Every web developer has been a junior developer. Some junior devs stick with their career decision and watch their coding skills improve over the years while others decide they don't enjoy web development as much as they thought they would. For those that stick with it, they learn new things all the time and they get exposure to more complex issues.
Eventually, that little junior developer evolves into a mid-level developer. That means you have learned enough to be let loose on a project with very little supervision. The mid-level developers are in that awkward phase. They know way more than the junior developers, but they haven't encountered enough to be considered a senior developer.
That's ok because sooner than later, the mid-level developer ascends to senior developer status. Then they look around and see how much they have learned and grown from that little nervous junior developer. The ascended senior developer has skills that the junior developer might not even know about yet. Here are some of the skills that separate a junior developer from a senior developer.
Senior developers look at the project holistically
When a senior developer is assigned a project, they usually try to figure out how the whole application works from the front-end to the back-end and maybe some of the server stuff. A junior developer typically doesn't consider these things unless they become an issue.
Senior developers have enough experience to know that the code they write will affect more than the file they write it in so they try to understand the application before making changes. After a junior developer has been on a few different projects that are set up completely differently, they start to develop this holistic way of thinking.
Senior developers solve bugs more efficiently
Nothing is more frustrating than when a senior developer fixes your code with one line. A junior developer can work on a single bug for days while the senior dev just looks at it and instantly fixes it in one line, as if they were a magician. This happens because senior devs have seen more crazy code and they know exactly what to look for.
For a junior developer, most of the bugs that come up are completely new. If you aren't quite sure what you are looking for or what kind of error you are looking at, a simple logic error can turn into a dive down a really deep rabbit hole and you'll pop out further away from the problem than before.
Knowing what to look for when you encounter bugs can make the difference between finishing a project on time and being a week late. The only way to get better at debugging code is to keep debugging.
Senior developers have a deeper understanding of the full stack
It's not uncommon for a senior developer to jump into the database and make changes to the schema whereas a junior developer may have never heard of a schema or touched a database. Senior developers are more likely to have a wide variety of experience so they are able to jump in where they are needed.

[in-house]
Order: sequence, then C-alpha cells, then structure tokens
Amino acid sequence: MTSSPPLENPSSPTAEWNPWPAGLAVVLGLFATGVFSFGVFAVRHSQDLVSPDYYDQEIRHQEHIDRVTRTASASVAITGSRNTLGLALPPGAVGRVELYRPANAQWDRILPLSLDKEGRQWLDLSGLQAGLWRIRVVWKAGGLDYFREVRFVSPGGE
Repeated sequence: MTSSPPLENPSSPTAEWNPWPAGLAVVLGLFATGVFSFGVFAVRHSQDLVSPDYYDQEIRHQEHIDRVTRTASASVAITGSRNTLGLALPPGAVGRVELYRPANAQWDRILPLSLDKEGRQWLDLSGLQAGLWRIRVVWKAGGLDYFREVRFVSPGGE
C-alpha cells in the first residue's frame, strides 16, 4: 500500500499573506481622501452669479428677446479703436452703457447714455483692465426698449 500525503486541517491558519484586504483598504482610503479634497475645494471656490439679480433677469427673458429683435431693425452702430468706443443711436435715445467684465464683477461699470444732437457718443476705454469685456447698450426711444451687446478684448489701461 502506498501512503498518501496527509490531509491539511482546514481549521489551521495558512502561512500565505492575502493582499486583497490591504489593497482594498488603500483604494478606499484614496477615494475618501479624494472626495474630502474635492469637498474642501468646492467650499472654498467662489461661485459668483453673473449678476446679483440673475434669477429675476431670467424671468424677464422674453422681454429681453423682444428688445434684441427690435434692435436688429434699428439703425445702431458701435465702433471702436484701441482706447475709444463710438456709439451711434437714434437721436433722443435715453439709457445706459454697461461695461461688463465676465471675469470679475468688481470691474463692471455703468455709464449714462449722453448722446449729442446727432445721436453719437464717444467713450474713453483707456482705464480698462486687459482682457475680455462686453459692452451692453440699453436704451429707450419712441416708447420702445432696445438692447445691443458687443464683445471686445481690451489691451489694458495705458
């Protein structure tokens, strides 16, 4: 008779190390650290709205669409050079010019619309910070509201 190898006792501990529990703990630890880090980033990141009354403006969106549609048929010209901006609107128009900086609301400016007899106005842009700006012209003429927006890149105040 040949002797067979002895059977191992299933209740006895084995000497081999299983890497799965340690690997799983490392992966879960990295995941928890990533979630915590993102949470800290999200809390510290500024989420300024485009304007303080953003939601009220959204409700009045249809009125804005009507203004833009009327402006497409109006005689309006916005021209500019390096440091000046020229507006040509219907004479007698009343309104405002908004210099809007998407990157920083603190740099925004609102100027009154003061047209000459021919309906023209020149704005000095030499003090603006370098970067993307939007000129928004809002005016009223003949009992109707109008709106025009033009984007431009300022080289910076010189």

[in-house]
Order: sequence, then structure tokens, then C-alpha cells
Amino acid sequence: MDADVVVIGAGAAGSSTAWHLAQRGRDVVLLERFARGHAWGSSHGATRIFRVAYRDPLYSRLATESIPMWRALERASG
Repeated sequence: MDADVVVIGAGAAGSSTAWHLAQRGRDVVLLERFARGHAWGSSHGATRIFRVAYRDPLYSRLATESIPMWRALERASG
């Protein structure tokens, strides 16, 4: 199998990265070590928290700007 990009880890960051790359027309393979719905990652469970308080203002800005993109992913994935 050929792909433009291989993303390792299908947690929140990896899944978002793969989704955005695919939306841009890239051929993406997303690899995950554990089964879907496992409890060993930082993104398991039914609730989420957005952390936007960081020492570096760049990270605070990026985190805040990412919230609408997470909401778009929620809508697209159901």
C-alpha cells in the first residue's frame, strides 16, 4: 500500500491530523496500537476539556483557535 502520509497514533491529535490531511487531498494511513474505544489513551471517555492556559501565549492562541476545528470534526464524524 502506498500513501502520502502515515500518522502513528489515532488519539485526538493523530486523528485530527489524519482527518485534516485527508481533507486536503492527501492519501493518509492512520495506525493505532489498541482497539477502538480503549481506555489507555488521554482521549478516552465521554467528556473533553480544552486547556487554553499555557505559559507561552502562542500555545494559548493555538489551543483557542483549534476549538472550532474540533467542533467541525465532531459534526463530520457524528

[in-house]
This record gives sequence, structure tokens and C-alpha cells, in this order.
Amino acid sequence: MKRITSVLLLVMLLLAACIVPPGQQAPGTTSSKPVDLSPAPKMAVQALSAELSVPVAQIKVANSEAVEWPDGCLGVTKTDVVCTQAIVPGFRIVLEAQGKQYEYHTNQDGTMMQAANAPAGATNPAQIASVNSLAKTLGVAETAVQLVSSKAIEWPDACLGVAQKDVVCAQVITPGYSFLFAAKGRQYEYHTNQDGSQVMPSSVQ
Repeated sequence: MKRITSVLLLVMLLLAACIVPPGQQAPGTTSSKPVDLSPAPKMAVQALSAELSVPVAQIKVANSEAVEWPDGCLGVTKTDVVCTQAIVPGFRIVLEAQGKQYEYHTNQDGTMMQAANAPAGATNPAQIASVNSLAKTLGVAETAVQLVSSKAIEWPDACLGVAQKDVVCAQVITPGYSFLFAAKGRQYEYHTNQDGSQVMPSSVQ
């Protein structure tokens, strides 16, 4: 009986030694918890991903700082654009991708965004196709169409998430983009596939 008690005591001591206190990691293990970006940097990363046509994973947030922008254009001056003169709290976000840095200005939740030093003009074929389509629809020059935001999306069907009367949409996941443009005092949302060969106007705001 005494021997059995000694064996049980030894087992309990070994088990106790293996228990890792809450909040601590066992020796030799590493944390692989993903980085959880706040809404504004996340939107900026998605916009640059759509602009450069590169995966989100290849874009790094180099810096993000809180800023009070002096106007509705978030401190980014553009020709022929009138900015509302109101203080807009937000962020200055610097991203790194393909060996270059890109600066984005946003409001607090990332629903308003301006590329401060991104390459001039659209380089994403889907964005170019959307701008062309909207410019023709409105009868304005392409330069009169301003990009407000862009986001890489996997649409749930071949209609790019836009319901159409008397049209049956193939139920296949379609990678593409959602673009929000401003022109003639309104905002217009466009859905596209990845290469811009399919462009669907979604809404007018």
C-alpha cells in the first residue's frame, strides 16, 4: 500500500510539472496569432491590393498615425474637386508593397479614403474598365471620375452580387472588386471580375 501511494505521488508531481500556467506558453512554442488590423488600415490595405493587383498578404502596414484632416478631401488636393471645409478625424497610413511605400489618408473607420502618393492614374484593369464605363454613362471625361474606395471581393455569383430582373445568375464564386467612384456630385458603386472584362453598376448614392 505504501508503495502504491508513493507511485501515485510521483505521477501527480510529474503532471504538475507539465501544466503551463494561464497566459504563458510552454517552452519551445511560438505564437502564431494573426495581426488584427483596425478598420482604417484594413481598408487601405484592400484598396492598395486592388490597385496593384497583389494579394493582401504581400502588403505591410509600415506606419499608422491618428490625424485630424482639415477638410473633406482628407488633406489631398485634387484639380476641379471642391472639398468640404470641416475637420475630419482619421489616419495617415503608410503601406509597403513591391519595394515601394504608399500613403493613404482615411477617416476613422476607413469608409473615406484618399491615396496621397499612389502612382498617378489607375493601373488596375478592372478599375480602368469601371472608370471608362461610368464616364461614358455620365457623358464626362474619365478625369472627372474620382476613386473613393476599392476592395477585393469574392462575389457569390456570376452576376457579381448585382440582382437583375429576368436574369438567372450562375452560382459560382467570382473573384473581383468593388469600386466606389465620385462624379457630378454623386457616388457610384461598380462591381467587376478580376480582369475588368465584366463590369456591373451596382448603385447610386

This relates to the holistic approach of understanding the project in question. Since a senior developer typically spends some time looking around the project to understand how it's set up, they are able to fix things that aren't necessarily related to the code. If there's a server issue, a senior developer can usually take a look and fix it.
Senior developers can also work with any user stories provided by the product management team. They know how to take an epic user story and break it down into smaller agile user stories because they understand how the overall process works. They understand the software architecture and decide how to build the features required from the ground up.
Another thing they don't skimp on is testing. They are familiar with test-driven development and behavior-driven development practices. They are also more familiar with things like DevOps and have seen multiple projects go through the entire development process, from ideation to production.
Junior developers just haven't had the exposure to every moving part of a web application so they are focused almost exclusively on writing code. It's not unusual for a junior developer to not know about everything. That's the point of being a junior developer. You write code until you're decent at it and then you learn other things.
Senior developers know what to look for in documentation
Not all documentation is written properly and is easy to understand. It's easy to get lost on Stack Overflow or Hashnode questions or in a framework's documentation that uses too much jargon and not enough examples. Good documentation should have plenty of examples, explanations that don't use an excessive amount of jargon, and they break down everything into easy to read chunks. Bad documentation could be anything like not enough examples, hard to understand explanations, or poor organization.
As you might guess, junior developers have a harder time asking the right questions or phrasing the questions correctly. So, they spend a lot of time crawling through forums and documentation and Google searches. Junior devs have a tendency to go down these deep rabbit holes until they are completely lost or they wait way too long to ask for help. This is when the senior developer comes in with more of their senior developer magic.